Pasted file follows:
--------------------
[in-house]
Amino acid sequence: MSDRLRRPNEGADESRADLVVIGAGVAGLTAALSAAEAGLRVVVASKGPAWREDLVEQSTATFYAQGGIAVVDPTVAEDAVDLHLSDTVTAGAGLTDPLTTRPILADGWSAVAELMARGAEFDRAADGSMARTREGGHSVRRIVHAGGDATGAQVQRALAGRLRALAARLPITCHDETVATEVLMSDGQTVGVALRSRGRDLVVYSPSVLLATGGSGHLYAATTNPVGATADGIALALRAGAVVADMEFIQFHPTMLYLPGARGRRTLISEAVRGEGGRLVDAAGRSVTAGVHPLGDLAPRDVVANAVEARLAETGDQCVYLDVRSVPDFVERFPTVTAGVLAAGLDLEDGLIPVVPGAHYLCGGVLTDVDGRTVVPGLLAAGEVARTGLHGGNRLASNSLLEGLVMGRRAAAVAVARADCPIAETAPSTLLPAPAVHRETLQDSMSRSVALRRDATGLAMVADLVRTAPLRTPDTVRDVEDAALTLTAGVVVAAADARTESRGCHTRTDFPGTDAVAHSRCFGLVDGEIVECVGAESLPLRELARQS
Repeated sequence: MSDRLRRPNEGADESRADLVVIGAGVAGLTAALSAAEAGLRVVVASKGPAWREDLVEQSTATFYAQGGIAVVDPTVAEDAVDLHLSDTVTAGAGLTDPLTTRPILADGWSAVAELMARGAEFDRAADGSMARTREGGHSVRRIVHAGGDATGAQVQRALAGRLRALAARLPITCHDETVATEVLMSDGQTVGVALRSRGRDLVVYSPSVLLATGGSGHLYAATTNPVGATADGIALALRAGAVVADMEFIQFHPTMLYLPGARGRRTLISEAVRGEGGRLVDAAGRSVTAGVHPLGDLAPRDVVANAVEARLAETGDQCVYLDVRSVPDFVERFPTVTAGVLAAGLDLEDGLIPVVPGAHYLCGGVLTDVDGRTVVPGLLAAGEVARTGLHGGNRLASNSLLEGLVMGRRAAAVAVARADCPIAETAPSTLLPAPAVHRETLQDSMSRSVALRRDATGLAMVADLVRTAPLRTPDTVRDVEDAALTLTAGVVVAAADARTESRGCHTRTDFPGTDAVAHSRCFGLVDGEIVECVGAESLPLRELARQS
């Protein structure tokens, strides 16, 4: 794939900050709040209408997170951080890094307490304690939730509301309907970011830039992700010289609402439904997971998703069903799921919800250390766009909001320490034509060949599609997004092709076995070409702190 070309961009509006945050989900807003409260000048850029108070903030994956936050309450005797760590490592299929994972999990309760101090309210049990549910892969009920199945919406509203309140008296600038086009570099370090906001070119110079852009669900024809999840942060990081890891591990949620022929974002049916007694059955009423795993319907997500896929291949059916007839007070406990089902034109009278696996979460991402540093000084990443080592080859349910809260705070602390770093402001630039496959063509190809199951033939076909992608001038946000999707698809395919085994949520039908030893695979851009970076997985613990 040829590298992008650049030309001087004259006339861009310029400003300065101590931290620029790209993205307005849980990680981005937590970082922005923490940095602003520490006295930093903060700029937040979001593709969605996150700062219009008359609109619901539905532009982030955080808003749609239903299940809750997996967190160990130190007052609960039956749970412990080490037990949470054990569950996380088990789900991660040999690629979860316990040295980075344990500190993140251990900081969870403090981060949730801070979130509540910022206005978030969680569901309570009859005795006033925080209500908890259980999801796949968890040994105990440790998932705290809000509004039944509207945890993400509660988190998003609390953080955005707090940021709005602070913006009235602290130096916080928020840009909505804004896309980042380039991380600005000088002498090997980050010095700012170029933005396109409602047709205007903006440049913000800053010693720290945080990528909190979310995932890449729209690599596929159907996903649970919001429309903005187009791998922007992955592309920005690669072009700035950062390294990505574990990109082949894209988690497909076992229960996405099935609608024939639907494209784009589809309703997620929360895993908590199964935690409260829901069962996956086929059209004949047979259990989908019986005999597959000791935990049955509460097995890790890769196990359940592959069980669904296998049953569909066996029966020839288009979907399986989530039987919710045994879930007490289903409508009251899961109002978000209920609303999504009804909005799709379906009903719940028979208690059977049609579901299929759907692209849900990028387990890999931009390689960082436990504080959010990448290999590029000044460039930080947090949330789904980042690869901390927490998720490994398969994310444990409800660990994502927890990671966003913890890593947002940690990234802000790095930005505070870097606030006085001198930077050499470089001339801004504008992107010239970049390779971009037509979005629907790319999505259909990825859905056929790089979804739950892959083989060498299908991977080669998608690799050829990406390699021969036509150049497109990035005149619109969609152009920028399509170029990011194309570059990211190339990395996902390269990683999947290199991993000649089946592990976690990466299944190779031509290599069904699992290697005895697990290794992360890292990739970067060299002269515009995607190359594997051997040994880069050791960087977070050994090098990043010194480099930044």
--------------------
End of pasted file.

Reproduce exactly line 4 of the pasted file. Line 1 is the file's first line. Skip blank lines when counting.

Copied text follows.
């Protein structure tokens, strides 16, 4: 794939900050709040209408997170951080890094307490304690939730509301309907970011830039992700010289609402439904997971998703069903799921919800250390766009909001320490034509060949599609997004092709076995070409702190 070309961009509006945050989900807003409260000048850029108070903030994956936050309450005797760590490592299929994972999990309760101090309210049990549910892969009920199945919406509203309140008296600038086009570099370090906001070119110079852009669900024809999840942060990081890891591990949620022929974002049916007694059955009423795993319907997500896929291949059916007839007070406990089902034109009278696996979460991402540093000084990443080592080859349910809260705070602390770093402001630039496959063509190809199951033939076909992608001038946000999707698809395919085994949520039908030893695979851009970076997985613990 040829590298992008650049030309001087004259006339861009310029400003300065101590931290620029790209993205307005849980990680981005937590970082922005923490940095602003520490006295930093903060700029937040979001593709969605996150700062219009008359609109619901539905532009982030955080808003749609239903299940809750997996967190160990130190007052609960039956749970412990080490037990949470054990569950996380088990789900991660040999690629979860316990040295980075344990500190993140251990900081969870403090981060949730801070979130509540910022206005978030969680569901309570009859005795006033925080209500908890259980999801796949968890040994105990440790998932705290809000509004039944509207945890993400509660988190998003609390953080955005707090940021709005602070913006009235602290130096916080928020840009909505804004896309980042380039991380600005000088002498090997980050010095700012170029933005396109409602047709205007903006440049913000800053010693720290945080990528909190979310995932890449729209690599596929159907996903649970919001429309903005187009791998922007992955592309920005690669072009700035950062390294990505574990990109082949894209988690497909076992229960996405099935609608024939639907494209784009589809309703997620929360895993908590199964935690409260829901069962996956086929059209004949047979259990989908019986005999597959000791935990049955509460097995890790890769196990359940592959069980669904296998049953569909066996029966020839288009979907399986989530039987919710045994879930007490289903409508009251899961109002978000209920609303999504009804909005799709379906009903719940028979208690059977049609579901299929759907692209849900990028387990890999931009390689960082436990504080959010990448290999590029000044460039930080947090949330789904980042690869901390927490998720490994398969994310444990409800660990994502927890990671966003913890890593947002940690990234802000790095930005505070870097606030006085001198930077050499470089001339801004504008992107010239970049390779971009037509979005629907790319999505259909990825859905056929790089979804739950892959083989060498299908991977080669998608690799050829990406390699021969036509150049497109990035005149619109969609152009920028399509170029990011194309570059990211190339990395996902390269990683999947290199991993000649089946592990976690990466299944190779031509290599069904699992290697005895697990290794992360890292990739970067060299002269515009995607190359594997051997040994880069050791960087977070050994090098990043010194480099930044």